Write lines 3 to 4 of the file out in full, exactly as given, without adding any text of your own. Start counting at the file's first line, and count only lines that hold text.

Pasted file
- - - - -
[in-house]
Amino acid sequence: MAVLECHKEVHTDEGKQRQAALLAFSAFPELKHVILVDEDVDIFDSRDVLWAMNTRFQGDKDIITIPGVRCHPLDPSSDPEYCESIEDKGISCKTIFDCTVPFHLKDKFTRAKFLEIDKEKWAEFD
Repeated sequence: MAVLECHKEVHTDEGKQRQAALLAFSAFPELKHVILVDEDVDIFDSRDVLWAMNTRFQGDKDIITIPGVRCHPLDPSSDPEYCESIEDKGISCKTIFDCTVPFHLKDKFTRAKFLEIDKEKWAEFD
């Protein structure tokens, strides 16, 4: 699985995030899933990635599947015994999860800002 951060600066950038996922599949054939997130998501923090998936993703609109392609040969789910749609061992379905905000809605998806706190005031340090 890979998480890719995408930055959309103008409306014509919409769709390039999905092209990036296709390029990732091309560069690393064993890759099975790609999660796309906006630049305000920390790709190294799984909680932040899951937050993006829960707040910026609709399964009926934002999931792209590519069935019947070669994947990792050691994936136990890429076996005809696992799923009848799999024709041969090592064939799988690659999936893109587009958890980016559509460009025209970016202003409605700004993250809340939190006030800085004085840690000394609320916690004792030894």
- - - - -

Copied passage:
Repeated sequence: MAVLECHKEVHTDEGKQRQAALLAFSAFPELKHVILVDEDVDIFDSRDVLWAMNTRFQGDKDIITIPGVRCHPLDPSSDPEYCESIEDKGISCKTIFDCTVPFHLKDKFTRAKFLEIDKEKWAEFD
């Protein structure tokens, strides 16, 4: 699985995030899933990635599947015994999860800002 951060600066950038996922599949054939997130998501923090998936993703609109392609040969789910749609061992379905905000809605998806706190005031340090 890979998480890719995408930055959309103008409306014509919409769709390039999905092209990036296709390029990732091309560069690393064993890759099975790609999660796309906006630049305000920390790709190294799984909680932040899951937050993006829960707040910026609709399964009926934002999931792209590519069935019947070669994947990792050691994936136990890429076996005809696992799923009848799999024709041969090592064939799988690659999936893109587009958890980016559509460009025209970016202003409605700004993250809340939190006030800085004085840690000394609320916690004792030894």